To date, Lant said that has not been filed.

Lant and District 158 Rep. Scott Fitzpatrick of Shell Knob filed a bill last week.

"That was more or less a shot across the bow, just to wake everybody up," said Lant.

The bill stated something to the effect that the Missouri Public Service Commission would be the final answer. Lant said that bill would not hold water constitutionally, so they met this week with some PSC officials in Missouri to get their thoughts.

"Since what SWEPCO is proposing is a transmission line," Lant said, "that's part of the national grid program, which is much like the national interstate highways program, it's a federally mandated thing. Eventually the purpose is so that no part of the country could run out of power…brownouts, blackouts, whatever…without getting assistance from another part of the country that didn't need the power badly."

Lant said that's a great idea he is sure will prevail someday. However, in the meantime, a line is proposed to start in Arkansas, come through Missouri and go back into Arkansas.

"So Sen. Sater and Rep. Fitzpatrick and I have presented bills in the House and the Senate that would prevent eminent domain from being exercised should that line become a reality."

He said that is supposed to make it difficult enough that SWEPCO will want to put that line somewhere else.

Lant said, "It's obvious to everyone that's looked at the route of the line that the idea is to appease the people in Arkansas because they have high-dollar homes down in the Bentonville and Bella Vista area; and quite frankly none of us can blame them for not wanting something that's 150 foot wide easement and 125 foot tall poles, carrying 345,000 volts. Nobody wants it running through your front yard."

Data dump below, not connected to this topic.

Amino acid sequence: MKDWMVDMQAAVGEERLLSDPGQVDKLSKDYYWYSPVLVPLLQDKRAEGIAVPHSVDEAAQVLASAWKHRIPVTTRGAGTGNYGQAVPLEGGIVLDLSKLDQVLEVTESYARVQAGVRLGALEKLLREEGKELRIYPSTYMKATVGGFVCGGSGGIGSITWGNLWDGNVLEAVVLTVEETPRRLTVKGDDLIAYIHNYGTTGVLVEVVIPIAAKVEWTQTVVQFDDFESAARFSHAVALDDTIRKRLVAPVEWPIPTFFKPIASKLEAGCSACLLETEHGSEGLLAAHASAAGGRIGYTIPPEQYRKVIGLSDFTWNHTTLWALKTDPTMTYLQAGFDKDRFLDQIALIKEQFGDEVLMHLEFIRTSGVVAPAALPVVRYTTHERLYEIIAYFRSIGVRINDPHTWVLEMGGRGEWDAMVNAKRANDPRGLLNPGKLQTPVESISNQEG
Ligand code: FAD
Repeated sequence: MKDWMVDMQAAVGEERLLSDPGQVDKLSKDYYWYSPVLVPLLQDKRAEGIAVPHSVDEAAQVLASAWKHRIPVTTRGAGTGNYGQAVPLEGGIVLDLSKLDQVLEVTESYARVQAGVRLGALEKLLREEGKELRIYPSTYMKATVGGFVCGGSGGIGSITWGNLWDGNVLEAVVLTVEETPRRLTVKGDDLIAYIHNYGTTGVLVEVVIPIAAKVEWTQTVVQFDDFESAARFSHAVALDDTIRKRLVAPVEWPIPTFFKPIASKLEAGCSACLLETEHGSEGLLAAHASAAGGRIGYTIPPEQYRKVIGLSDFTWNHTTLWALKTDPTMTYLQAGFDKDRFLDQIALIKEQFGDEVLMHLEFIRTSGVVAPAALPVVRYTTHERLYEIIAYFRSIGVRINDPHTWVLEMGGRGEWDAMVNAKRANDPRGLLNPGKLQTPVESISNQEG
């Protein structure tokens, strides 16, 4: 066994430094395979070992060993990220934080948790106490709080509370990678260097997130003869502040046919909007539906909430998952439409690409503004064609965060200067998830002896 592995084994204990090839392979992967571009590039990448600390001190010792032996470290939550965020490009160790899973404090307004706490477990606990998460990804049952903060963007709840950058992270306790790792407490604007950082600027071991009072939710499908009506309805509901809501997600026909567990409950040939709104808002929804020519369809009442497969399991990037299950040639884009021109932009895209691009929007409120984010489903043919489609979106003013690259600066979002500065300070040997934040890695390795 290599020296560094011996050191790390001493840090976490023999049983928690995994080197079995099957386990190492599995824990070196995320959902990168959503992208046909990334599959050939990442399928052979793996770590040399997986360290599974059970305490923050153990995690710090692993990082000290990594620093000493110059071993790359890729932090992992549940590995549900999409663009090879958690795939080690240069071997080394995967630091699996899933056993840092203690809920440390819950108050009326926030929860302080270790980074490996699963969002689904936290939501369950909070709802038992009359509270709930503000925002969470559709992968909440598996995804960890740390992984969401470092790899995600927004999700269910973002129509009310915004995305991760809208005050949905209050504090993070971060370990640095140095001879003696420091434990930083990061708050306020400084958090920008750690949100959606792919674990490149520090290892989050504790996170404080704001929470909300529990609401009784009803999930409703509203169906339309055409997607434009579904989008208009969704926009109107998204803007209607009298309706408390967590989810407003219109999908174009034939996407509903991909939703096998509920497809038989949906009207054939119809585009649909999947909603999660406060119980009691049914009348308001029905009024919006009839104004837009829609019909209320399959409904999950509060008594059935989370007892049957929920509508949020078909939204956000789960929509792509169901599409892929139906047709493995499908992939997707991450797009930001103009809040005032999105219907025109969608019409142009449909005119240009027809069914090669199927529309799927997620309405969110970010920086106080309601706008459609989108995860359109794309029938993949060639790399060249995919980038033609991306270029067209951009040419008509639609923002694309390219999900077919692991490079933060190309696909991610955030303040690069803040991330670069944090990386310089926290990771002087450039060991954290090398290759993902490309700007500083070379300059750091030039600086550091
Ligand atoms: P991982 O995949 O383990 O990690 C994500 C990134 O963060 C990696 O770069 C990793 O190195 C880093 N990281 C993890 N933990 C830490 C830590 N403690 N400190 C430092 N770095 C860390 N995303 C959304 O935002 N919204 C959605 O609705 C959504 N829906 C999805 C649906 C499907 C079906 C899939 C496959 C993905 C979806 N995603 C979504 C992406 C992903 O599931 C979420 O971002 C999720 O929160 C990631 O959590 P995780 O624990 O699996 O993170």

Lant feels the Missouri PSC will rule that it's not in the best interest of Missouri ratepayers to have the line. He said it may be the Federal Energy Regulatory Commission's decision ultimately on whether that line runs through Missouri or stays in Arkansas.

"What everybody appears to be doing to me," said Lant, "is punting the ball down the field and out of their end zone. If FERC does make the decision that the line is going to come here anyway — first off I can't imagine them doing that because it is so blatantly obvious what they are doing — but if they did, then the bills we filed which prevent eminent domain from being exercised, should be enough deterrent to keep that line out of there."

The line will be built somewhere, and Lant said if FERC would insist on putting that line through McDonald County, at least the people will get a fair amount of compensation for it.

He said Missouri PSC officials have told him we are at least a year away from a decision.

"Having said that, I've already been told once there's nothing to worry about, this couldn't possibly happen." But," Lant said, "it could happen, that's the bottom line."

The governor has been asked by local legislators to get involved, and Lant said it could be solved just as simply as no one ever filing a request.

"By Feb. 17, if a request hasn't been filed by Arkansas," Lant said, "then we go back to square one." As of now, he said no request has been made to the Missouri PSC.

For more information about the proposal, including an interactive map of the area and the various alternate routes, visit: